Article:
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7 ways to keep your heart healthy

30 Sep

With around 225,000 people living with heart and circulatory diseases in Northern Ireland, it's so important we all look out for our heart health.

Cardiovascular Disease (CVD) is the number 1 cause of death in the world. It has many causes: from smoking, diabetes, high blood pressure and obesity, to air pollution and rare and neglected conditions.

Check our 7 ways to keep your heart healthy:

1. Keep Active

Keeping active not only has great benefits for your physical health but also your mental wellbeing, so break up the time spent sitting as much as possible. Aim for at least 150 minutes of moderate activity per week such as brisk walking, riding a bike or an exercise class. On 2 days of the week incorporate strengthening activities into your routine such as Pilates or get creative and turn tins of food or milk cartons into weights. Remember every minute counts!

2. Eat Well

Are you stuck in a rut of eating the same foods day in day out? NICHS recommend using the Eatwell Guide to help plan meals to ensure your body gains all the nutrients it requires from each of the main food groups. Always, try to read food labels to help choose options that are low in sugar, salt and fat and remember to watch your portion sizes. Portion sizes are linked to the size of your hand so children’s portions will be smaller than adults, and women’s portions smaller than men’s.

3. What about Vitamin D?

Vitamin D is an essential vitamin for everyone, and we get it from two main sources, sunlight, and food. During the darker evenings in Winter time especially, we may find ourselves inside more, and we may not be getting enough vitamin D from sunlight. Our bodies can make most of the vitamin D that we need from sunlight on our skin during the ‘summer’ months (April to the end of September). Our body also uses the vitamin D from foods like oily fish (such as salmon, mackerel, trout, kippers and sardines), eggs and meat, along with foods that have been fortified with vitamin D such as breakfast cereals and most spreads. It may be worth considering a daily supplement – the recommended amount is 10 micrograms a day.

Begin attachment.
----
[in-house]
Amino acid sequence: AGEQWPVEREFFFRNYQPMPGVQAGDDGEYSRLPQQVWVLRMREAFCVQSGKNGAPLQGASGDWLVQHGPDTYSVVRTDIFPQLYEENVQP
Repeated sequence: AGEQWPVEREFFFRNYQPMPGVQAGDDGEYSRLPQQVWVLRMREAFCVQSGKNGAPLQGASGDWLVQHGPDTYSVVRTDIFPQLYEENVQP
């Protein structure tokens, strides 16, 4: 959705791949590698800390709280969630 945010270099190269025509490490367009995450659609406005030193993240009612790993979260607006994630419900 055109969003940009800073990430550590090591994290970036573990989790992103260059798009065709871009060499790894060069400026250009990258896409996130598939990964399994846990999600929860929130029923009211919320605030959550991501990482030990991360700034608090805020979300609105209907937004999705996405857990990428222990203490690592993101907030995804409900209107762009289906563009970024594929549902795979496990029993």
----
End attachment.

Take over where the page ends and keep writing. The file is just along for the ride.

4. Reduce Alcohol 

It’s normal to want to relax after a challenging day. However, using alcohol to relieve stress or anxiety isn’t the answer. Alcohol is a depressant, and although may boost your mood in the short term it doesn’t last and can lead to both physical and mental health problems in the future. Try to keep alcohol intake within recommendations to help reduce your risk. Both men and women should aim not to exceed 14 units of alcohol per week and have 2-3 days that are alcohol free. For more tips on reducing your alcohol intake, please click here.

5. Keep Connected

It's so important that we maintain connections with those around us, not only for our mental health, but also for our physical wellbeing. Connect with family, friends and colleagues. Building these connections will support and enrich you every day.

6. Relax 

Sometimes life can be hectic particularly if you are trying to balance both your work and personal life – especially now that so many people in Northern Ireland continue to work from home. Schedule time in your day to relax and do something that you enjoy. Listen to music, take a walk, try some mindfulness techniques, read a book, talk to a friend, exercise or whatever helps you to release the stress from your mind and body.

7. Sleep Well

Sleep is important because it affects our physical and mental wellbeing, however when things crop up in our lives sleep tends to be the first thing that we forget to prioritise. Adults should aim for 7-9 hours of good quality sleep per night. If you’re having trouble sleeping, one of the first things to consider is your bedroom. To get a restful night’s sleep, you need the right setting. Try and limit technology as much as possible, especially in the 2-3 hours before bedtime. Finally, try our deep sleep mediation available free on our website to help clear your mind and to drift off to sleep - click here to find out more.

For more information on keeping well, click here to read our pages about risk factors.